SPRINGFIELD, Ill. (WCIA) — Four schools in the Springfield Public School District will be able to expand their healthcare education programs soon thanks to a grant from the Springfield Memorial Foundation.

The grant will expand a hands-on STEM learning program, Project lead the Way, into Franklin, Grant and Washington Middle Schools. Previously available at only Jefferson Middle School, this program uses curriculum focused on student career pathways in computer science, engineering and biomedical/health sciences.

“PLTW students tend to be better prepared for post-secondary studies and are more likely to consider careers as health care providers, scientists, technology experts and engineers than their non-PLTW peers,” said Lance Thurman, executive director for secondary programs and planning for District 186. “By expanding these innovative programs, we are setting up students for success in careers that are in high demand locally. That, ultimately, helps our community thrive.”

In addition, the grant will provide a 3D anatomy table at Southeast High School. The table will provide a life-sized “virtual cadaver” that allows students to examine tissues, cells and organs. The table is described by its distributor as being the most technologically-advanced anatomy visualization system on the market, a virtual library of both human and animal cadavers and a tool for examination of CT or MRI scans.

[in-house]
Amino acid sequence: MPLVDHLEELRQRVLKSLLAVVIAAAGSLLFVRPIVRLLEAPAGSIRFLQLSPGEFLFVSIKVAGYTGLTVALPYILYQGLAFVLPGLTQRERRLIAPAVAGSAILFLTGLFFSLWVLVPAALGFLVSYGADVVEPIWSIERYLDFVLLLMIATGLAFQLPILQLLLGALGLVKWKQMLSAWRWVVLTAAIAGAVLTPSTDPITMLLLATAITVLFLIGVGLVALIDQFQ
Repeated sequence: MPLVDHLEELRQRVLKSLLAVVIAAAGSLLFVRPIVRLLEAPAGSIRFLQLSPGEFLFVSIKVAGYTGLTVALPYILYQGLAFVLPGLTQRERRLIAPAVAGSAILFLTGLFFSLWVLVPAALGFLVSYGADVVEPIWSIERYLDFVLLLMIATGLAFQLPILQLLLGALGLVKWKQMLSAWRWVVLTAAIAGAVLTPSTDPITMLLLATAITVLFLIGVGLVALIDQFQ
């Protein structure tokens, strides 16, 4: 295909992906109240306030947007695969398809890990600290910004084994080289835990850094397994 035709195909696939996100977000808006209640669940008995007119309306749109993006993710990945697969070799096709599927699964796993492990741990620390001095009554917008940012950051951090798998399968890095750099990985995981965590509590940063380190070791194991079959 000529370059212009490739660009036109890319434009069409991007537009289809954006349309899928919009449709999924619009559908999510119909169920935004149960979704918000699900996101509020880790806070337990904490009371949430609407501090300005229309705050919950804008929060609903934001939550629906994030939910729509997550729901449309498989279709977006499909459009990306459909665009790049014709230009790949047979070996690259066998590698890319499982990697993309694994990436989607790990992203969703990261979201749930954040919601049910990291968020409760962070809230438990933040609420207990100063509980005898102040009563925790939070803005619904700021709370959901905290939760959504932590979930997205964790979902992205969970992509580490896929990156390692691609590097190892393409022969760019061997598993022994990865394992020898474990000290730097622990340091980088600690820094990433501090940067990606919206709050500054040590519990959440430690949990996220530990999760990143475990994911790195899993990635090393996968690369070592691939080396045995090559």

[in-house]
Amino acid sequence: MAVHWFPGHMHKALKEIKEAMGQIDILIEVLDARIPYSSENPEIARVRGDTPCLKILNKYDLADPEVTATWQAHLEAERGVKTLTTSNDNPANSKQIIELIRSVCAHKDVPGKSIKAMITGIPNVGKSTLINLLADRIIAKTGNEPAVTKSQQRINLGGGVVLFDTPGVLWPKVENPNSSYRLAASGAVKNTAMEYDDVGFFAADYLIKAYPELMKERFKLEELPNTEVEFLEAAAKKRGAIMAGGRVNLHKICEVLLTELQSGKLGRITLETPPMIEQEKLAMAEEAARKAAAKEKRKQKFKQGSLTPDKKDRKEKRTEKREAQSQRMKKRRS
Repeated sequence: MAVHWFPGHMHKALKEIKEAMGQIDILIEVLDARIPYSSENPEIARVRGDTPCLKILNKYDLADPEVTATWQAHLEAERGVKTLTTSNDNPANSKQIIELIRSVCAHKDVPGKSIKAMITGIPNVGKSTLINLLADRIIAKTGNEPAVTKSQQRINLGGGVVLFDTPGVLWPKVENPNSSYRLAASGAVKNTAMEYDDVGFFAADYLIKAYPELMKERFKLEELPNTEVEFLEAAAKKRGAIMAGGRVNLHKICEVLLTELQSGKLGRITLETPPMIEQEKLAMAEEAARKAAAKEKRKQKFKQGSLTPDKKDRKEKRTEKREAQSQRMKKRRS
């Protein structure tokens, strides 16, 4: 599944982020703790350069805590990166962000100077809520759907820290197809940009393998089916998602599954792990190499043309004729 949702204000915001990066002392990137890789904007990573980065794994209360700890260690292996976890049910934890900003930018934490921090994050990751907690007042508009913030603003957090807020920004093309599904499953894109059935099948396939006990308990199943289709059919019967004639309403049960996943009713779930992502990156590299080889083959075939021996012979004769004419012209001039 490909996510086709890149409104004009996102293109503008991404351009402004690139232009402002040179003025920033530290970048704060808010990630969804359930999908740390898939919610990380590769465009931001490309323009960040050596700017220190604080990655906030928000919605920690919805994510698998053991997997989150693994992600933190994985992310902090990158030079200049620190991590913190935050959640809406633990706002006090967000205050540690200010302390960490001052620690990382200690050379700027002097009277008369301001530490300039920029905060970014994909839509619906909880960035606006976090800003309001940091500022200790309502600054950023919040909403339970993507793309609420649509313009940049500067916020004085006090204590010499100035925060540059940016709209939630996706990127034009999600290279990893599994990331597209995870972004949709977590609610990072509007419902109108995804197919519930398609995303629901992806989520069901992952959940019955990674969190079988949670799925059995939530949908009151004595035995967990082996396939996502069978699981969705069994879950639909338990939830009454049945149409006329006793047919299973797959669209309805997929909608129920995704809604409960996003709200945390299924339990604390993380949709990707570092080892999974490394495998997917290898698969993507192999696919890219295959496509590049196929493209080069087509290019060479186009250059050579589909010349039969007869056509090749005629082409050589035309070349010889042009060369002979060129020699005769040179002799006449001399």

This kind of table is more common at medical schools and higher education institutions, with high school students often being left out of using it.

“This is a major win for the students and teachers of Southeast High School’s Health Science Academy,” Thurman said. “[The Anatomage table] gives our students access to technology they may not otherwise encounter. That kind of early exposure is crucial in sparking interest and preparing students to confidently take next steps after high school.”